Dorian lives in much guilt and seems to be submerged in a crisis of some sought because of the treatment that he offers Sibyl. This treatment deprives Sibyl the freedom that is due to him. This curtailment is characteristic of the time when Wilde was writing the Picture of the Dorian Gray. This is exhibited with treacherous precision in the fact that Dorian views the death of Sibyl as an achievement rather than a tragedy. Dorian has the least tinge of humanity as is evidenced in the fact that despite the fact of his responsibility, he appears least remorseful.

The cruelty that is presented by Dorian is beyond humanity in saying the least. This is evidenced through the hideous liking of Basil’s portrait. Ideally, his conscience is so heinous though his desire to repent makes a paradox of his character. Appreciably, the desire for repentance brings him out as human anyhow. In spite of the many beautiful and worthwhile unfolding in the life of Dorian, he fails to delineate himself from the dissipation of his soul. His murder of Basil seems to mark the beginning of his demise; receiving a lot of conscientious torture from within him. Ideally, all that is evident is that there is much individualism in the generation of the time; faltering Dorian because of his failure to live within the self established moral code. This is inherently the gullibility of the human nature. This intricate character seems to be in utter contrast with that exhibited by Henry.

Lord Henry on his part is presented as a fascinating, brilliant and of famous wit. Henry is such an astute and charming talker who leads conversation with much allure. It is that character that makes Dorian fall inevitably for him. Henry has very high standards of expectation as a radical aiming at toppling untested yet very established notions and truths. The character of Henry is relatively static with the least sign of changing.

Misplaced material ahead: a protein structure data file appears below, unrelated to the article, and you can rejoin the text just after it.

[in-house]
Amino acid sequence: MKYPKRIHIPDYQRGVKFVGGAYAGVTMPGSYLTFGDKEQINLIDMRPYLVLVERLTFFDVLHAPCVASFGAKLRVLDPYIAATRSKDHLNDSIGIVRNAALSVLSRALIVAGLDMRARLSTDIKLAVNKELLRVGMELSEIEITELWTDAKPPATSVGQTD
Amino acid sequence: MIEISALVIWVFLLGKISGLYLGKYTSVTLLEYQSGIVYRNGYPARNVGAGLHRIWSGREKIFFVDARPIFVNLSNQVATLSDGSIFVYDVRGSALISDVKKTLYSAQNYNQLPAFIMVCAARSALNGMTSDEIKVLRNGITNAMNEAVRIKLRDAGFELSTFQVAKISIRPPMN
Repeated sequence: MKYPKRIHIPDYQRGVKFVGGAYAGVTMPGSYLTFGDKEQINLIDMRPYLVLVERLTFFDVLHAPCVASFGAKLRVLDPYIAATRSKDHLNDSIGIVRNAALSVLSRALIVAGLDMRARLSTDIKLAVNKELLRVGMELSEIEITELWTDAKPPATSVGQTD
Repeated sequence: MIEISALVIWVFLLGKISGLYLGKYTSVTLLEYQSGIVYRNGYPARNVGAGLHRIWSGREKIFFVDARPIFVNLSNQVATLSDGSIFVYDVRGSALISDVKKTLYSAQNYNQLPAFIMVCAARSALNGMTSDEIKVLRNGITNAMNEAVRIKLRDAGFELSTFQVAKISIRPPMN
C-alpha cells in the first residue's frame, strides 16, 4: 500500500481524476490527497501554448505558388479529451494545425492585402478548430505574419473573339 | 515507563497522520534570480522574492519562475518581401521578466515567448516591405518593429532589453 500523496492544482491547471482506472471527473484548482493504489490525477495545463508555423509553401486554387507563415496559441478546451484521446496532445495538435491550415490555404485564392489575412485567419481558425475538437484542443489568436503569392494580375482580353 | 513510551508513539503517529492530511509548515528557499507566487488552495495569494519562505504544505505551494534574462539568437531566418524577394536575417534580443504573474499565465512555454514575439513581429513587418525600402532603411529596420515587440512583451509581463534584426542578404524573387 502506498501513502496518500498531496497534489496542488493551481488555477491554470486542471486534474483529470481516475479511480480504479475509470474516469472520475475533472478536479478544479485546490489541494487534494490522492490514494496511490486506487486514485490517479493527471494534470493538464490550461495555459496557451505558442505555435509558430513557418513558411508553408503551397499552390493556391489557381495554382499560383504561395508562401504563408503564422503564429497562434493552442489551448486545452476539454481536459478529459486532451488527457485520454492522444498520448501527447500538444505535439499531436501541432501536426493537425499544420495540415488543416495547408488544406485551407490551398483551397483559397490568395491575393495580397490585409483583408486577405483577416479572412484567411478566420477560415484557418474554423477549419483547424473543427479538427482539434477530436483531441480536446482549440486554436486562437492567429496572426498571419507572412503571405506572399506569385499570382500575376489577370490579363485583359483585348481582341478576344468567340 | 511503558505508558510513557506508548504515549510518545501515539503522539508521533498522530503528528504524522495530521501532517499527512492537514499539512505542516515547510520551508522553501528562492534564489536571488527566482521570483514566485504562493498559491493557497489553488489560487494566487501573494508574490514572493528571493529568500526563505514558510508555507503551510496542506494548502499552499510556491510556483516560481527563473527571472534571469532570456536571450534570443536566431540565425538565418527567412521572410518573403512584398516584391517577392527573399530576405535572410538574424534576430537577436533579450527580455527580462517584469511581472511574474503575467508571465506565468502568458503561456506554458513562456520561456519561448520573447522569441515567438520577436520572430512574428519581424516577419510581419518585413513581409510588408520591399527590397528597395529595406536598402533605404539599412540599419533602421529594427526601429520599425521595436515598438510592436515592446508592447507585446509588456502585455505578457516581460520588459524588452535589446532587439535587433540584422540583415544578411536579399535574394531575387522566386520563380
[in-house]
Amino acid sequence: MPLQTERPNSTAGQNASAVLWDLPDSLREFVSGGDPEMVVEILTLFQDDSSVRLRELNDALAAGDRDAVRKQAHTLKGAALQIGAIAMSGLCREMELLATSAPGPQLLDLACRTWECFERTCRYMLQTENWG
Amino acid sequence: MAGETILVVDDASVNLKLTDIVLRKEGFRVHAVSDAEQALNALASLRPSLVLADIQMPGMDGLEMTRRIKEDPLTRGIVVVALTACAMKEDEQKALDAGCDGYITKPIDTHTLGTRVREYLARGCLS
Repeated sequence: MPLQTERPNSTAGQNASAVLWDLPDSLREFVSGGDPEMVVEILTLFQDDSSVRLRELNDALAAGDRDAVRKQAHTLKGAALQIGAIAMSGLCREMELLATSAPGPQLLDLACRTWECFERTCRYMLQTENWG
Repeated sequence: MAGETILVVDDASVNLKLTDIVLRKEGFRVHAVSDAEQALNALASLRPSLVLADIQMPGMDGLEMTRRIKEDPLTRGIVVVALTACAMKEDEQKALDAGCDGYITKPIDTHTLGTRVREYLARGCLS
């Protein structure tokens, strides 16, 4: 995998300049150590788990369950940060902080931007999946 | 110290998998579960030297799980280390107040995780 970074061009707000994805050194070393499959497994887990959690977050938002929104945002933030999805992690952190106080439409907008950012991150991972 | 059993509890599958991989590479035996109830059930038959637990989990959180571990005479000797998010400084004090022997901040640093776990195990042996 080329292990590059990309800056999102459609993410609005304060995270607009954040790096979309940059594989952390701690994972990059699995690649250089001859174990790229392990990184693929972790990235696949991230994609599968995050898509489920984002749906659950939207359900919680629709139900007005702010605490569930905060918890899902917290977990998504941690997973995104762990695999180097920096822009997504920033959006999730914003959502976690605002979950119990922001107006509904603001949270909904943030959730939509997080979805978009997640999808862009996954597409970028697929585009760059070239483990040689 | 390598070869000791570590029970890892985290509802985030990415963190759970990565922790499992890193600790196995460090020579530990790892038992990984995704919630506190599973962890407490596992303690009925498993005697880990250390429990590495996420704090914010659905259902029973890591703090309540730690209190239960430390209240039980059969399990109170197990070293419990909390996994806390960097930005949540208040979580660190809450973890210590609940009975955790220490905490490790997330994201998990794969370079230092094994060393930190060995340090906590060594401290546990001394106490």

He is apprehensively unshakable, composed and possessive of his dry wit. While he evidently remains immutable Dorian and Hallward change significantly. Henry has such an amusing yet enticing philosophy that is evidenced through the first half of the book; though disappears in the second half of the book. Even if Henry is such self-proclaimed hedonist advocating for equal pursuit of moral and immoral coexistence, he leads a staid life. Lord is both closed-minded and gullible as is evidenced in his over protectiveness of Dorian, arguing that Dorian would not commit such acts which were a preserve of the lower order.

Hallward is presented by Wilde as a talented person. The love he has for art is changed by his relation with Dorian. Basil paints Dorian as a romantic figure. Unfortunately, he does this with much antiquity and veracity.  His perception of Dorian remains ardent through the discourse taking him as truly as he ideally was. He is very defensive of Dorian, which brings him out a protective and truth seeking mortal.

In conclusion, Wilde comes out as a creative yet overprotective personality, giving credit where he doe deem due. The literary discourse paints most of the characters as static in what they stood for; particularly with respect to morality. This makes Wilde present himself through the characters as a moral person seeking human perfection. Overall, Wilde emerges as writer who advocates for realistic morality with practical stature.